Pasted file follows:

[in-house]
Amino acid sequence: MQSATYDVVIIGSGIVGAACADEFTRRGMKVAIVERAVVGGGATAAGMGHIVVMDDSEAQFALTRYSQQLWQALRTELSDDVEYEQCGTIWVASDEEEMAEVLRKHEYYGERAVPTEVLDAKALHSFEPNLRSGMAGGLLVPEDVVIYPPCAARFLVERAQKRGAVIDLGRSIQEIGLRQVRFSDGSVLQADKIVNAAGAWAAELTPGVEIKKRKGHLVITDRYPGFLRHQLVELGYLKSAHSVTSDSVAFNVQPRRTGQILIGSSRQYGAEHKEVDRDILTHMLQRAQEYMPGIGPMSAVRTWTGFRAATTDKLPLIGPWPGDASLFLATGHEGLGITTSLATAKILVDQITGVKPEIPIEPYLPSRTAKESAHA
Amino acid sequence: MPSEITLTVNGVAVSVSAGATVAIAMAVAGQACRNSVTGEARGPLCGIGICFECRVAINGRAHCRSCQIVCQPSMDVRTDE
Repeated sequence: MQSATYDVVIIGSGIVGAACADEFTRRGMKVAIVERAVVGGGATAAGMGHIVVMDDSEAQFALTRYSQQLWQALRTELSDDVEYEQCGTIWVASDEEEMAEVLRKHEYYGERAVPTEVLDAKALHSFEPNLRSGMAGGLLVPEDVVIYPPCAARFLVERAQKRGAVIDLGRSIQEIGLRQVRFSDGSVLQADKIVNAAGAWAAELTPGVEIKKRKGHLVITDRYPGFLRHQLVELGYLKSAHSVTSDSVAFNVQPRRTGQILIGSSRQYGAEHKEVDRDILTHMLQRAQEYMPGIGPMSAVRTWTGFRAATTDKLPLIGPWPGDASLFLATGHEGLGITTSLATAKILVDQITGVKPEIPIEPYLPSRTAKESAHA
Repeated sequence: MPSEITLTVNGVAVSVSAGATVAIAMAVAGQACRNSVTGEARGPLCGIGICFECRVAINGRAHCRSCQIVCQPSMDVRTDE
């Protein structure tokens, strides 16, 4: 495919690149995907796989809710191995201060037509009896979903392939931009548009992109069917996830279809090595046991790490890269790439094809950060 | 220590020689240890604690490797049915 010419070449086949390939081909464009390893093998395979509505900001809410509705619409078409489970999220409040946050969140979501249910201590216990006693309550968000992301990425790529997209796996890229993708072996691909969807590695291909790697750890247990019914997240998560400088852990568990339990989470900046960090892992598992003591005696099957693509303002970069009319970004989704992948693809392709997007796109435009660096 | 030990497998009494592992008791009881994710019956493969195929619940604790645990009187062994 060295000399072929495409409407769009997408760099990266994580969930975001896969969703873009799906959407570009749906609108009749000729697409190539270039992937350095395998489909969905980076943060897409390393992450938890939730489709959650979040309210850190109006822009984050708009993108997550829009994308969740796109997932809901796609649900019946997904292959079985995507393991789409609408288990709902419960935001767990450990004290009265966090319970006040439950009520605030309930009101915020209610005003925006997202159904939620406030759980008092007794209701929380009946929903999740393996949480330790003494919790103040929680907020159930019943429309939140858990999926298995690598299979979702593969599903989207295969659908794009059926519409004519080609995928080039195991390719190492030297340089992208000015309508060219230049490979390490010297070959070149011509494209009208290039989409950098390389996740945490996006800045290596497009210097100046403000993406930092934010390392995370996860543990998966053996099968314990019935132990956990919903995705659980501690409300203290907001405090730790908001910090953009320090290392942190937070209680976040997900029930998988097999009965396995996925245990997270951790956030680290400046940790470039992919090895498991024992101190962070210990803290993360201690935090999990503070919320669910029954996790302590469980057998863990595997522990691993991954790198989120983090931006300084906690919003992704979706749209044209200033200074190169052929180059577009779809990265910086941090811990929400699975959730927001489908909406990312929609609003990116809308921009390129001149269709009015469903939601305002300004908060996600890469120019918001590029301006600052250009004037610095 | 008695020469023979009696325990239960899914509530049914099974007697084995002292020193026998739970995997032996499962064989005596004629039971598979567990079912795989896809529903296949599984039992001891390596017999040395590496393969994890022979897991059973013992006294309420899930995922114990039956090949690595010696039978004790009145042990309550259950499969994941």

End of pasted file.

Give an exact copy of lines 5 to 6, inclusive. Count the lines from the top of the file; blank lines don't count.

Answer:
Repeated sequence: MPSEITLTVNGVAVSVSAGATVAIAMAVAGQACRNSVTGEARGPLCGIGICFECRVAINGRAHCRSCQIVCQPSMDVRTDE
């Protein structure tokens, strides 16, 4: 495919690149995907796989809710191995201060037509009896979903392939931009548009992109069917996830279809090595046991790490890269790439094809950060 | 220590020689240890604690490797049915 010419070449086949390939081909464009390893093998395979509505900001809410509705619409078409489970999220409040946050969140979501249910201590216990006693309550968000992301990425790529997209796996890229993708072996691909969807590695291909790697750890247990019914997240998560400088852990568990339990989470900046960090892992598992003591005696099957693509303002970069009319970004989704992948693809392709997007796109435009660096 | 030990497998009494592992008791009881994710019956493969195929619940604790645990009187062994 060295000399072929495409409407769009997408760099990266994580969930975001896969969703873009799906959407570009749906609108009749000729697409190539270039992937350095395998489909969905980076943060897409390393992450938890939730489709959650979040309210850190109006822009984050708009993108997550829009994308969740796109997932809901796609649900019946997904292959079985995507393991789409609408288990709902419960935001767990450990004290009265966090319970006040439950009520605030309930009101915020209610005003925006997202159904939620406030759980008092007794209701929380009946929903999740393996949480330790003494919790103040929680907020159930019943429309939140858990999926298995690598299979979702593969599903989207295969659908794009059926519409004519080609995928080039195991390719190492030297340089992208000015309508060219230049490979390490010297070959070149011509494209009208290039989409950098390389996740945490996006800045290596497009210097100046403000993406930092934010390392995370996860543990998966053996099968314990019935132990956990919903995705659980501690409300203290907001405090730790908001910090953009320090290392942190937070209680976040997900029930998988097999009965396995996925245990997270951790956030680290400046940790470039992919090895498991024992101190962070210990803290993360201690935090999990503070919320669910029954996790302590469980057998863990595997522990691993991954790198989120983090931006300084906690919003992704979706749209044209200033200074190169052929180059577009779809990265910086941090811990929400699975959730927001489908909406990312929609609003990116809308921009390129001149269709009015469903939601305002300004908060996600890469120019918001590029301006600052250009004037610095 | 008695020469023979009696325990239960899914509530049914099974007697084995002292020193026998739970995997032996499962064989005596004629039971598979567990079912795989896809529903296949599984039992001891390596017999040395590496393969994890022979897991059973013992006294309420899930995922114990039956090949690595010696039978004790009145042990309550259950499969994941």